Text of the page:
On 9/30/19, my favorite Vlogger — Wrestle Shrine — posted a new episode on his YouTube channel called “The Evolution of the Gay Pro Wrestler (Past, Present, Future.) He recaps how pro wrestling promotions have presented queer characters in the context of society’s growing tolerance over the past half-century. His concise commentary is thought-provoking and intelligent, delivered in his deep dulcet voice. The video paired with his narrative helps to tell the story and underscore his points with clips demonstrating gay characters in action over the years. The images in today’s gallery and captions beneath them are copied from Wrestle Shrine’s latest vlog.
Wrestle Shrine begins with the classic depiction of gay wrestlers as sketchy cheaters who would molest their victims to confuse or embarrass them so they could be easily pinned. Some audience members would laugh at the naughty sissy’s antics and some would cry out in homo-phobic outrage, but I always found these intimate sexual moments kind of hot.
The traditional gay wrestler archetype was meant to inspire fear in the primarily straight male audience: fear that one of them sissies might molest or rape YOU — and fear that you might enjoy his attentions and turn sissy yourself, playing off the Gay Panic felt by many straight dudes.
Next we visit the 1980’s and 90’s when queer characters such as Adrian Adonis and Golddust were depicted as ridiculous lisping clowns in garish make-up and flamboyant costumes. During that era, the queer fighters were meant to be either laughed at or creeped out by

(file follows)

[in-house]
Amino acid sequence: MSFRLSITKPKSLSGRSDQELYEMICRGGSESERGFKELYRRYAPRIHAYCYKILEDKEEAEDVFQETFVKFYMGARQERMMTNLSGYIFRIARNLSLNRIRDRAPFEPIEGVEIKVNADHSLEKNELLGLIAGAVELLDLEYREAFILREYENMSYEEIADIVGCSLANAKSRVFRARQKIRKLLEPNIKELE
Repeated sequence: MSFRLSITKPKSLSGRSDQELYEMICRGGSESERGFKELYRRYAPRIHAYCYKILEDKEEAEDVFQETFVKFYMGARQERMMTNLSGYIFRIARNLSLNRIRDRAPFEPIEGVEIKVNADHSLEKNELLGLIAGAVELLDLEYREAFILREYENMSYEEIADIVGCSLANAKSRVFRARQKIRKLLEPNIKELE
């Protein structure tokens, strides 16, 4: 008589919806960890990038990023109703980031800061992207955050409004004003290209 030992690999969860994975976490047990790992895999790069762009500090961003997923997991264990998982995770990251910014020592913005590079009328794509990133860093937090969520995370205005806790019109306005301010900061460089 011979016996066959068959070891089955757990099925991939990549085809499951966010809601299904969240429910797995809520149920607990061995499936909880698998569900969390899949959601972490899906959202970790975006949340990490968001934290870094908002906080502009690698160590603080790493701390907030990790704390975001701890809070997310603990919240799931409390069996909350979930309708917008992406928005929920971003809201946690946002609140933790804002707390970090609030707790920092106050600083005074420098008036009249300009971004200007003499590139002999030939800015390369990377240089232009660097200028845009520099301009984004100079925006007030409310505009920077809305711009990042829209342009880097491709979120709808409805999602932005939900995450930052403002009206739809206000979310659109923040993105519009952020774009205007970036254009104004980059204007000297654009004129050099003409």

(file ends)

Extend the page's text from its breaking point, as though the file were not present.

Then in 2001, wrestlers Billy and Chuck fell in love and the audience loved them in return, cheering for them rather than spitting on them and calling them the “F” word.
Wrestle Shrine emphasizes this turning point as proof of the audience’s growing acceptance of gays as potential heroes and fan favorites. (Of course, WWE would go on to mishandle the story-line by having Billy and Chuck come out as straight on their wedding day, causing GLAAD to denounce the WWE as liars…)
Then pro wrestling entered a long phase of “Don’t Ask, Don’t Tell” paired with “Not That There’s Anything Wrong With That.” The flamboyantly gay stereotype was seen less often in the ring as it became Politically Incorrect to mock queers. Wrestle Shrine reminds us that, when Darren Young unexpectedly came out as legit gay in 2013, he was treated like a normal person — they did not paint his face, dress him in pink leather chaps, or show him trying to relentlessly hug or hump his opponents. It was a new day.
After Adrian mocks Tommy for being so gay, the audience is split over which wrestler to support: the gorgeous, cocky frat boy, or the chubby gay dude he had insulted. Clearly gay bashing had gone out of style and for a heroic Baby-Face to remain admirable to the woke audience, he’d need to show tolerance toward any gay opponents.
So where does the gay wrestler archetype go from here? Wrestle Shrine foresees a world where gay wrestlers can choose to highlight or downplay their sexuality (just as straight wrestlers may do.) Gay wrestlers will be respected for their skills in the ring regardless of their sexual choices. The audience (including the straight males) can choose to like and support a gay wrestler if they want to, even if he entered the arena with a whole entourage of drag queens.
Gay wrestlers present a welcome alternative in pro wrestling and often add spice to the in-ring performances. They may also turn you on if you’re open-minded, so it’s nice to see them included in, and now celebrated by, the mainstream pro wrestling universe. Thanks Wrestle Shrine for the ongoing quality of your Vlog and for the informative and thought-provoking history you presented in your latest episode! Bravo!